This is story about my family that I wrote while taking a life story writing class.
One morning when I was four, I woke up to the sound of my mother, Gladys MARTIN HEISER (1921-1999) crying. I came down the hall to see her sitting on the little brown chair she used at the typewriter. Only she was not typing; she was hunched over, holding herself, and crying.
My father, Charles Leroy HEISER (1913-2001) was beside himself. I have only ever seen him more distraught two times in my life: the night before his brain surgery and the morning he clutched my mom’s hand as she took her last breaths.
Mom’s crying, and Dad’s demeanor, left me confused.
Soon there were two men in white uniforms at the front door, and they had a bed on wheels with them. They helped my mother onto the bed; and then they bumped the bed out the door, down the porch steps, and into a large white vehicle.
Mom was still crying as they took her away. The sun was shining and the trees were full of green leaves, but it was not a good day.
Mom was gone for about three weeks.
No one told me she was coming home. I was called to the living room, and there sat my mom on the couch next to my grandma. Mom looked tired, but wonderful to me. I tried to climb into her lap and hug her but was told not to because I might hurt her, so I sat next to her instead and leaned against her a little bit. That seemed to be ok.
My sister, Joyce, and I neither one hugged Mom for years after that for fear of hurting her.
Mom was diagnosed with rheumatoid arthritis. It quickly ravaged her body no matter what medicine they gave her. There were no biologics or methotrexate then, only anti-inflammatories and some disease-modifying drugs.
Like Paul in the Bible, Mom asked God repeatedly to remove this thorn from her side; and also like Paul, God instead gave Mom the grace and strength to continue on despite the thorn.
Mom’s illness changed all our lives.
Mom spent a lot of time in bed, although she somehow managed to make dinner every night. A lot of household chores fell on Joyce and me like washing dishes, vacuuming, dusting, and laundry. Sometimes we helped Mom shower and get dressed. Joyce and I were thankful when she finally gave up wearing a girdle. That girdle was murder to put on and off of her.
My mom did all she could to hold onto the normal life she once had. She still made the grocery list, but Dad and I did the grocery shopping. She planned the meals, though she sometimes needed help to prepare them. She continued being involved in the Masonic organization she and my dad were in, and she continued to work two nights a week. Two things she had to give up were swimming and dancing.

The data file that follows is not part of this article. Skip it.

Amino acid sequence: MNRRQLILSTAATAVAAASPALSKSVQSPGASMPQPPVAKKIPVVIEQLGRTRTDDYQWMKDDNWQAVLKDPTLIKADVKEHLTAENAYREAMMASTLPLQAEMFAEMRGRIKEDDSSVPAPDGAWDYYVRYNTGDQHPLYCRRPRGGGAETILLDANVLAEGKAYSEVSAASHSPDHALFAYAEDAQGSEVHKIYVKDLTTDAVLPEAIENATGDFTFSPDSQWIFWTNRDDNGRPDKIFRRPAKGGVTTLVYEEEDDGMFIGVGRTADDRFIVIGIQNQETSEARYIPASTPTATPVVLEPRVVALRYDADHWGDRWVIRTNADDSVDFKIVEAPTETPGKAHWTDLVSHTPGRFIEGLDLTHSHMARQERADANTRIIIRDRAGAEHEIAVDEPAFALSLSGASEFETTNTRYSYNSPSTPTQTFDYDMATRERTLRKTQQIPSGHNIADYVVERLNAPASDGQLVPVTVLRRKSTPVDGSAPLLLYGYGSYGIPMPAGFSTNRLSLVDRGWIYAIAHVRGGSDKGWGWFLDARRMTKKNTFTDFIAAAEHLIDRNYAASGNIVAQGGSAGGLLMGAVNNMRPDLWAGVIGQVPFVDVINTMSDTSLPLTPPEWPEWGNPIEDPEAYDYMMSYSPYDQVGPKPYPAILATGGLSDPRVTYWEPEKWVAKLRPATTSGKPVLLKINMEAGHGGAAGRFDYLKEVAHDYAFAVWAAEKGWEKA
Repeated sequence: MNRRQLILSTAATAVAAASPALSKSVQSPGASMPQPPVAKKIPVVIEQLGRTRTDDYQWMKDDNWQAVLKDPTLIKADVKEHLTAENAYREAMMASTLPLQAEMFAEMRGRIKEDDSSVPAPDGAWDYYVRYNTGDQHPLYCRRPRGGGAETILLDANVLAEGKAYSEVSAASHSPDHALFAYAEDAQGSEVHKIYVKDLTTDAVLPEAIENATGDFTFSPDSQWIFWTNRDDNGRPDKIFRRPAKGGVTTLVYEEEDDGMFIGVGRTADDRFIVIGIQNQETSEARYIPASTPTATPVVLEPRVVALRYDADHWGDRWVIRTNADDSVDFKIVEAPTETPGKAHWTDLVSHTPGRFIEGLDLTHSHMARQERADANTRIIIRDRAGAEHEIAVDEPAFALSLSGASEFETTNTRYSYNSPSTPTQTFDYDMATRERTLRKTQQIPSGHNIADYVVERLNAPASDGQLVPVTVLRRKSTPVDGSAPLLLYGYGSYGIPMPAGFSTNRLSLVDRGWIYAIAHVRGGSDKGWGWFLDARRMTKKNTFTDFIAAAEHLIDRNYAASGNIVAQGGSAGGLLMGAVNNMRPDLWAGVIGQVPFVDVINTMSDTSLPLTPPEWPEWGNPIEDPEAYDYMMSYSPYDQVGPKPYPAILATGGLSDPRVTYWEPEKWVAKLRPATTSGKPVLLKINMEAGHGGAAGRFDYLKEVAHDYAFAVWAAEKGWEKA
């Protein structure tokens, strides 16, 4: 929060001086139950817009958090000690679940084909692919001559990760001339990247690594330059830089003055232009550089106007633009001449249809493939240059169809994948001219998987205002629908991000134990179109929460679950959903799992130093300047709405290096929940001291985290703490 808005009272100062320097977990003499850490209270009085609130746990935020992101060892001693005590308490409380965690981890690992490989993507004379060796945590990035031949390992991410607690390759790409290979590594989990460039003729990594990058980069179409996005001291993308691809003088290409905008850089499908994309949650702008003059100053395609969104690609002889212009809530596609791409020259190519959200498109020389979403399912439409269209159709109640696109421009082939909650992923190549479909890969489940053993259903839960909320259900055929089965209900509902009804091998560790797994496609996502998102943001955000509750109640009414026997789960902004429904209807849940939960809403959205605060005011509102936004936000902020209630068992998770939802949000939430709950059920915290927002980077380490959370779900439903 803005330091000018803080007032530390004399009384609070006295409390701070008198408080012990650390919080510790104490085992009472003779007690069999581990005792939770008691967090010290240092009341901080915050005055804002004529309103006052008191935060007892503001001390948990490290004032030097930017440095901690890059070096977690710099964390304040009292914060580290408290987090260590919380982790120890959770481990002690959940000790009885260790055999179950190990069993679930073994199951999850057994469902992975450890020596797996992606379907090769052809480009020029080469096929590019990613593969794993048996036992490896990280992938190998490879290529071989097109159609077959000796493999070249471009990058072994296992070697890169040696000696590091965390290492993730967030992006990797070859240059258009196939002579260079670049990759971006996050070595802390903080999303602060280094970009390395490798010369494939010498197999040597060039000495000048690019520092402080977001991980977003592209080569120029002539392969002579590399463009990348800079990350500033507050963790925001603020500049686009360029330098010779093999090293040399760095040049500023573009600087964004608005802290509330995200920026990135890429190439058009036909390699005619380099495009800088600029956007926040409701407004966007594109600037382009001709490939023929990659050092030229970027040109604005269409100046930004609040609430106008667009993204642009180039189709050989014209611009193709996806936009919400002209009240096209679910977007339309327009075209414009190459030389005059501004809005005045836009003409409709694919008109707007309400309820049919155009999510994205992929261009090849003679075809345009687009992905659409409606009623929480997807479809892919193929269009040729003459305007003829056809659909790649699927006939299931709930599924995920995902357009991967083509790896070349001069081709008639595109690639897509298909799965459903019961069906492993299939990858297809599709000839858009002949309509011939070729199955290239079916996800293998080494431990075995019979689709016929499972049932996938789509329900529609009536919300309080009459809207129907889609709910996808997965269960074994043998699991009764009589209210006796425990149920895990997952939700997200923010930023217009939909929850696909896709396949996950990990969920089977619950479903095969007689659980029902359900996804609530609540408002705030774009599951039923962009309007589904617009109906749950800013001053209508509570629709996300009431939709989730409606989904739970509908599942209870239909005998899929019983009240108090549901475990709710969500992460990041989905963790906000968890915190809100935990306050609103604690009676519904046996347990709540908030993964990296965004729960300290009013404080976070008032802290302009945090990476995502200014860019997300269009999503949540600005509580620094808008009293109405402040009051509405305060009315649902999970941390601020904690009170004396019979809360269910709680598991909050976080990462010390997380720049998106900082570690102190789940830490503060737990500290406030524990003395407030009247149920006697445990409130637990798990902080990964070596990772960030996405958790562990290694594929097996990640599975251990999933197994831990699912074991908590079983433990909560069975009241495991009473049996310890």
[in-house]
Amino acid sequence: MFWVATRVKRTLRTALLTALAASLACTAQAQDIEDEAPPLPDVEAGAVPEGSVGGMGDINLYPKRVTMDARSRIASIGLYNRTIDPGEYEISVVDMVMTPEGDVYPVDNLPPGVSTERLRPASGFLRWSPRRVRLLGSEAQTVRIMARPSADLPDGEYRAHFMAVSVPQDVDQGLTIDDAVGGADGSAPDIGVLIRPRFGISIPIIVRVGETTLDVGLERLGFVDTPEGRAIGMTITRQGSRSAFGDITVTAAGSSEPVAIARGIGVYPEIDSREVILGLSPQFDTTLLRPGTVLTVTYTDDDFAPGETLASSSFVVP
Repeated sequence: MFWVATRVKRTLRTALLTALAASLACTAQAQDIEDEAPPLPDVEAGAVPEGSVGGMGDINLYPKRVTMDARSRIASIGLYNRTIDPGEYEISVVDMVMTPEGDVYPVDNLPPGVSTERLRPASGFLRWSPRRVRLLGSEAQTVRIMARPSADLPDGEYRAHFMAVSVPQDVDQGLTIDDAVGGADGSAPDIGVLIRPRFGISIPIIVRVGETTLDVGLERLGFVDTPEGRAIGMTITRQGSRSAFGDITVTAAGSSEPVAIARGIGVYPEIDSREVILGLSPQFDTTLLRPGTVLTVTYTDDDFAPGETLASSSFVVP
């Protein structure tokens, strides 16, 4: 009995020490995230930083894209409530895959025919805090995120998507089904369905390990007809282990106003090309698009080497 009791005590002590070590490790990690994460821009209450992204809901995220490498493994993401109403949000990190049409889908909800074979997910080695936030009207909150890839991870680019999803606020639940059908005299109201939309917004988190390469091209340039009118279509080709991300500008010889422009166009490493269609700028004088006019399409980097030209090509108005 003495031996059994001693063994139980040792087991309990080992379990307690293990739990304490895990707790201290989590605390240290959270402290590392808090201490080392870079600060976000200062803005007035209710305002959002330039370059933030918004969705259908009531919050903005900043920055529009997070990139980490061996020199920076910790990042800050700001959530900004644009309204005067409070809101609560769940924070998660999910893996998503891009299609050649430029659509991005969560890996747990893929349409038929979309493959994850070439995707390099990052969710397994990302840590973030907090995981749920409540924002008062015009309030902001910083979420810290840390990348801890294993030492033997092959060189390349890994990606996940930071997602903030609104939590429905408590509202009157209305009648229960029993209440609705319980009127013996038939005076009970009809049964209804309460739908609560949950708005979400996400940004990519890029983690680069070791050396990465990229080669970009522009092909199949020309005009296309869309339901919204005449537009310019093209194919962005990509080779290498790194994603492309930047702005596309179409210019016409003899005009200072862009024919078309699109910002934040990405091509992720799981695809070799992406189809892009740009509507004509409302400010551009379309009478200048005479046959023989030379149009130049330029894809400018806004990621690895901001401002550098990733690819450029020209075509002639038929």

When I was a young teen, Mom went into a remission of sorts.
Or at least the rate of damage slowed down considerably.
Or there were not any joints left to damage.
She was crippled up by then. Her elbows were permanently bent, and she had almost no grip in her hands. Her ankles were nearly fused, and her walk was more of a shuffle, but she made herself get up and go anyway. She also wore a neck brace when riding in a car because of the arthritis in her neck.
The arthritis did come back later in her life, but there were better drugs that offered her some relief, although there was no undoing the damage the arthritis had done. And she had knee replacement surgery which helped with her mobility.
Even though her body betrayed her, Mom did not often give in to the disease.
We went on vacations and hosted holiday dinners with extended family. She taught Sunday school at times, and she helped me with my Girl Scout badges. Mom was not willing to let the disease steal any more from her than it already had. She pushed on and involved everyone in the family in her pushing on since she often needed help. We helped because she needed our help.
My life was transformed by my mom’s illness not once, but twice.
I instantly knew that it changed my life growing up when I was not allowed to sit on her lap anymore. But I did not understand how it changed hers until I had children of my own.
My own rheumatoid arthritis and fibromyalgia made me dependent on others for some things and forced me to make tough decisions about how to spend my time and energy just like my mom had done since I was four. Working, education for my kids, my marriage, managing my home, church involvement, and more had to be viewed and scrutinized in light of my illnesses.
I finally had an inkling and a new appreciation of what Mom’s life was like and why she pushed to keep the disease from stealing any more quality of life from her.
Mom’s fortitude and strength impressed me deeply at that point, and she became my hero.
How about you? Who in your family is your hero? Comment below.
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